(In)Direct aid
Religion & Liberty Online

(In)Direct aid

An editorial in today’s New York Times attests to the severely myopic lens through which the editorial board views the world. In “A Better Way to Fight Poverty,” the editorial effusively praises a United Nations program for its work in showing how “direct aid can largely bypass governments, getting money and help straight into the hands of the people who not only need it the most, but also know what to do with it.”

Direct aid? Since when are ANY of the funds the United Nations uses “direct aid”? Perhaps because the aid bypasses the domestic governments…but the aid certainly isn’t direct in the sense that it comes directly from any other nation.

The editorial admits as much when it states, “The United Nations plan, spearheaded by the economist Jeffrey Sachs, seeks to expand the program to the entire district, and then all over Africa. But that will happen only if rich countries make good on their promise to ratchet up foreign aid to 0.7 percent of G.D.P. by 2015. Britain, France and Germany have all put out timetables for meeting the goal. The United States, the world’s richest country, has yet to do so.” That doesn’t sound very “direct” to me.

So the UN aid work is essentially an international bureaucracy, redirecting and redistributing funds from member governments. And if the NYT editorial board thinks that such a supra-governmental body is somehow more immune or less corruptible than national governments, they need a reality check.

The NYT editorial praises the UN for circumventing “corrupt” governments, but fails to recognize the corruption in the UN. Has the NYT editorial board not heard of a little $67 billion snafu called the “Oil-for-Food” scandal?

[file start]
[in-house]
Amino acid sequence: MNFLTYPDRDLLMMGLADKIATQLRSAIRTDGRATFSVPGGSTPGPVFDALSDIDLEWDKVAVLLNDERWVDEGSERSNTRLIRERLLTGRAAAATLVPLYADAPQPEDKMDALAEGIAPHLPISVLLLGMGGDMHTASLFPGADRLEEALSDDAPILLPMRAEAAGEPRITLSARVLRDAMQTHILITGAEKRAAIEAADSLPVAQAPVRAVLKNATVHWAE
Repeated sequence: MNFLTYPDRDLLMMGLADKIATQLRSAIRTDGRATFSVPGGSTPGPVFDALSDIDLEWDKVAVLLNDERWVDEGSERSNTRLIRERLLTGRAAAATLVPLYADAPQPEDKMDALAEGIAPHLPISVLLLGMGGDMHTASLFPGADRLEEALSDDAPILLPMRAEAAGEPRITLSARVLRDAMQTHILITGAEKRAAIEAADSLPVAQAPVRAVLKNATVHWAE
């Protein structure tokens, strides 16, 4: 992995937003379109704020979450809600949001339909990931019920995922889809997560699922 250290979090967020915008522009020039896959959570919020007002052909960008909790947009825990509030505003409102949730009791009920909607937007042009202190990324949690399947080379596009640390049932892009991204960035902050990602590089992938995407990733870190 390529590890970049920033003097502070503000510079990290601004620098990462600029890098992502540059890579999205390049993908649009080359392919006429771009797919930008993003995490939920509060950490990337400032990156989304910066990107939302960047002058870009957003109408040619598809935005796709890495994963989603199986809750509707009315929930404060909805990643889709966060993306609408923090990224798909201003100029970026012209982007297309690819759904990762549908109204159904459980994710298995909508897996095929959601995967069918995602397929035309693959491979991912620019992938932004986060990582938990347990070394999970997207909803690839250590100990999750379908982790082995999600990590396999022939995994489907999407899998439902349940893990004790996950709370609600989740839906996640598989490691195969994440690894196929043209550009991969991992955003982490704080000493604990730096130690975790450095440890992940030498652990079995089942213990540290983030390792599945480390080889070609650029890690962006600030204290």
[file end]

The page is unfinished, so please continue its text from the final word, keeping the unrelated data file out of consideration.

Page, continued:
Jordan J. Ballor

Jordan J. Ballor (Dr. theol., University of Zurich; Ph.D., Calvin Theological Seminary) is director of research at the Center for Religion, Culture & Democracy, an initiative of the First Liberty Institute. He has previously held research positions at the Acton Institute and Vrije Universiteit Amsterdam, and has authored multiple books, including a forthcoming introduction to the public theology of Abraham Kuyper. Working with Lexham Press, he served as a general editor for the 12 volume Abraham Kuyper Collected Works in Public Theology series, and his research can be found in publications including Journal of Markets & Morality, Journal of Religion, Scottish Journal of Theology, Reformation & Renaissance Review, Journal of the History of Economic Thought, Faith & Economics, and Calvin Theological Journal. He is also associate director of the Junius Institute for Digital Reformation Research at Calvin Theological Seminary and the Henry Institute for the Study of Christianity & Politics at Calvin University.